Thursday, March 31, 2011

Between Shades Of Gray

Between Shades of Gray by Ruta Sepetys

When I started to read the outstanding reviews for this book I knew I had to read it. This was a part of history I had never heard of. Stalin had anyone who he thought was anti-communist deported and hauled off to Siberia where they endured some horrible conditions. Some of those deported were lawyers, teachers, bankers..just every day people living their lives. The story is told by Lina, a 15 year old Lithuanian girl. The year is 1941 when the NKVD or Secret Police stormed into Lina's childhood home and rounded up Lina Vilkas, her brother Jonas, and her mother Elena. Her father was feared to have been arrested and taken to prison. They were led away in cattle cars and taken to a prison camp. Conditions there were extremely harsh. Eventually they are taken to basically a piece of land north of the Arctic Circle where conditions were unfit for animals let alone humans. The group of captives had to band together and become family to survive. Lina, being an artist kept track of their captivity by drawing pictures. I could feel Lina's hope throughout the story and found myself amazed at her will to survive. I'm not sure I could be as strong or as brave as she. The book is beautifully written. The subject matter can be uncomfortable at times but I think it is an important part of history that must be told. At one point the family is almost separated and Lina's brother is bought back by giving up a family pocket watch.

"Have you ever wondered what a human life is worth? That morning, my brother's was worth a pocket watch."

When I read that I couldn't stop the tears. To think this went on and the world had no clue it was happening was just shocking to me. Why hadn't I been taught about this in school? I would like to thank Ruta Sepetys for opening our eyes and our hearts to this story. The story is both heartbreaking and heartwarming. If you read only one book this year, let it be this book. It is an emotional but an important read. This is a book that will stick with me forever.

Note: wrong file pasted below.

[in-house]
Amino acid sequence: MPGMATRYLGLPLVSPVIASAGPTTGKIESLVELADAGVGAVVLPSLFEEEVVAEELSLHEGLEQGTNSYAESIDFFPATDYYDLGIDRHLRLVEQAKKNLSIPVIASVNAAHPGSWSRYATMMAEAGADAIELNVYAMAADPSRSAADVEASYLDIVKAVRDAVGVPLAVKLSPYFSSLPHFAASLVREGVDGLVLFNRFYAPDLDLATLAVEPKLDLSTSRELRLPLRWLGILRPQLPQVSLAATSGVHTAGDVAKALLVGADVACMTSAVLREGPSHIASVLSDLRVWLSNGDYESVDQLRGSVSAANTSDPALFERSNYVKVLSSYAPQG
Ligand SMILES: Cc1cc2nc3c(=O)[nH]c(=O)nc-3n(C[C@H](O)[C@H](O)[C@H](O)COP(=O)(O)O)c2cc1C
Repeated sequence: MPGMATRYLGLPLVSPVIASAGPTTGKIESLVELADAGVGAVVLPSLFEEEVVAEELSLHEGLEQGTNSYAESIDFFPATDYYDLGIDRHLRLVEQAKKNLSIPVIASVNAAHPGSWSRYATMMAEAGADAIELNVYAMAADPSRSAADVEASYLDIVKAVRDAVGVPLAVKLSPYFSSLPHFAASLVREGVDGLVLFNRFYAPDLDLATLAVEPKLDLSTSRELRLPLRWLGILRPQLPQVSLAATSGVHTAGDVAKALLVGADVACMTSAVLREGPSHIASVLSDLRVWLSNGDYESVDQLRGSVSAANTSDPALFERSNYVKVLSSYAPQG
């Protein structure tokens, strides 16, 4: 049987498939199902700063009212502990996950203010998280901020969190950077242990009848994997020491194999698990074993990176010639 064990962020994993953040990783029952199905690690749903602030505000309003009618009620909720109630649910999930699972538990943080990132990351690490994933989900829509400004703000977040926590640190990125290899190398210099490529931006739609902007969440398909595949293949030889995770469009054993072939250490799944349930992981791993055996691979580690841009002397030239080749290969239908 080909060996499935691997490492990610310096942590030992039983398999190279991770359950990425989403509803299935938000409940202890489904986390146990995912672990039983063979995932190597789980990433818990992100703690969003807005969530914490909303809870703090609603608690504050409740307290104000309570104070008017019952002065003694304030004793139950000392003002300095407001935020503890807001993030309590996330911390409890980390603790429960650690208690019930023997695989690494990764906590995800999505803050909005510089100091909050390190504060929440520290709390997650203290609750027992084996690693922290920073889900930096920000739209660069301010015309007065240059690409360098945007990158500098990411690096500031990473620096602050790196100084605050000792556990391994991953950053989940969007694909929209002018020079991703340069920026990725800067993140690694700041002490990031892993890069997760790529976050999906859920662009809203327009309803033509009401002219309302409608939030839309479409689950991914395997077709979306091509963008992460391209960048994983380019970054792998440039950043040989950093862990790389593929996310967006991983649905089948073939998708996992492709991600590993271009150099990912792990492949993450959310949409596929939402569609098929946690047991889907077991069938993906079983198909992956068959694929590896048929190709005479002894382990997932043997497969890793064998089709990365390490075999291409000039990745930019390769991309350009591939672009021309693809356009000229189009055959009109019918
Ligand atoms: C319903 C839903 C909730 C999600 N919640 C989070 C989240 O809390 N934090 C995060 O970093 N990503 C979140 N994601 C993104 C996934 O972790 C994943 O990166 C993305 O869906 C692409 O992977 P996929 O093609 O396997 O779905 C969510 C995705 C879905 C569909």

I found this clip on the books website and wanted to include it. I hope you will be as moved as I was.

Ruta Sepetys discusses her upcoming novel, Between Shades of Gray from Penguin Young Readers Group on Vimeo.

I read this book (which I purchased for my Nook) for my March read for the 2011 Just For Fun Challenge


  1. Just watching this video had me bawling. I already knew of the atrocities that happened in Siberia because I had read first-hand accounts of survivors from my religion (JW) who were part of those deported. The author is right. Love is powerful. This book will bring this part of history to light. We shall not forget, and as one survivor stated, God will judge.

  2. I loved this book too. I sent my copy to my mother because we had family members who were deported to Siberia. My mother and I had a wonderful discussion after she read the book and I learned even more about some of the brave members of my family.

  3. Both you and Bermudaonion have totally convinced me to read this... and soon!

    Have a great weekend.

  4. Oh my, your review makes this sound so compelling; it certainly seems like a difficult read, but one that is well worth it.

  5. This was such a horrible time in history, but it also makes for fascinating, compelling stories. I really want to read this one. I need to track down a copy soon! Thanks for a great review.
    2 Kids and Tired Books

  6. I just put myself on hold for this book at the library. It sounds like WWII history that isn't as well known as the Holocaust, so I just have to read it. I'll link to your review on War Through the Generations.


I love comments so please feel free to leave them!